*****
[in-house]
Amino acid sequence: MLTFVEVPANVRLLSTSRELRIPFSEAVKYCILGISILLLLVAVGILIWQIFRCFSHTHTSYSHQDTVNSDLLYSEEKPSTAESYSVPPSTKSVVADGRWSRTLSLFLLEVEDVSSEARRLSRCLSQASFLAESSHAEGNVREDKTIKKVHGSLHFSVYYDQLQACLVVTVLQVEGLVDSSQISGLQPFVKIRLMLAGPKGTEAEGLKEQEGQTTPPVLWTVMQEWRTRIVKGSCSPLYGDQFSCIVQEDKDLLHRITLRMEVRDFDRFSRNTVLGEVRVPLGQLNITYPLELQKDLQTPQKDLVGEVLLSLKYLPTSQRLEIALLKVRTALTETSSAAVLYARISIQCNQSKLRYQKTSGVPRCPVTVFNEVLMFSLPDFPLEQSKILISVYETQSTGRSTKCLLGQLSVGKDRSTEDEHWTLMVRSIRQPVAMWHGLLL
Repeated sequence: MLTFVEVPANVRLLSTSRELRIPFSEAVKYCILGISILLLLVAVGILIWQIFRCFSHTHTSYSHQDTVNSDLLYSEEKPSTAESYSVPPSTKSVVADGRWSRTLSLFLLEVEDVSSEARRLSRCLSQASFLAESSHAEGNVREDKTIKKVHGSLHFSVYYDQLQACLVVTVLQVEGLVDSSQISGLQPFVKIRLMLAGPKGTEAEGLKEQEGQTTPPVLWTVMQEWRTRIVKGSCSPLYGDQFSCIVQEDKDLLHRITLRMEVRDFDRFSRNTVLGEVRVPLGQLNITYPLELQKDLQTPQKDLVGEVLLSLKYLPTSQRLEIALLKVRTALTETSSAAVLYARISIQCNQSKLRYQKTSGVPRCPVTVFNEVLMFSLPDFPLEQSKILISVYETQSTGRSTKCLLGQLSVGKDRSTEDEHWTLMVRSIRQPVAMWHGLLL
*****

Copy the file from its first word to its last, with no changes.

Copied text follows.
[in-house]
Amino acid sequence: MLTFVEVPANVRLLSTSRELRIPFSEAVKYCILGISILLLLVAVGILIWQIFRCFSHTHTSYSHQDTVNSDLLYSEEKPSTAESYSVPPSTKSVVADGRWSRTLSLFLLEVEDVSSEARRLSRCLSQASFLAESSHAEGNVREDKTIKKVHGSLHFSVYYDQLQACLVVTVLQVEGLVDSSQISGLQPFVKIRLMLAGPKGTEAEGLKEQEGQTTPPVLWTVMQEWRTRIVKGSCSPLYGDQFSCIVQEDKDLLHRITLRMEVRDFDRFSRNTVLGEVRVPLGQLNITYPLELQKDLQTPQKDLVGEVLLSLKYLPTSQRLEIALLKVRTALTETSSAAVLYARISIQCNQSKLRYQKTSGVPRCPVTVFNEVLMFSLPDFPLEQSKILISVYETQSTGRSTKCLLGQLSVGKDRSTEDEHWTLMVRSIRQPVAMWHGLLL
Repeated sequence: MLTFVEVPANVRLLSTSRELRIPFSEAVKYCILGISILLLLVAVGILIWQIFRCFSHTHTSYSHQDTVNSDLLYSEEKPSTAESYSVPPSTKSVVADGRWSRTLSLFLLEVEDVSSEARRLSRCLSQASFLAESSHAEGNVREDKTIKKVHGSLHFSVYYDQLQACLVVTVLQVEGLVDSSQISGLQPFVKIRLMLAGPKGTEAEGLKEQEGQTTPPVLWTVMQEWRTRIVKGSCSPLYGDQFSCIVQEDKDLLHRITLRMEVRDFDRFSRNTVLGEVRVPLGQLNITYPLELQKDLQTPQKDLVGEVLLSLKYLPTSQRLEIALLKVRTALTETSSAAVLYARISIQCNQSKLRYQKTSGVPRCPVTVFNEVLMFSLPDFPLEQSKILISVYETQSTGRSTKCLLGQLSVGKDRSTEDEHWTLMVRSIRQPVAMWHGLLL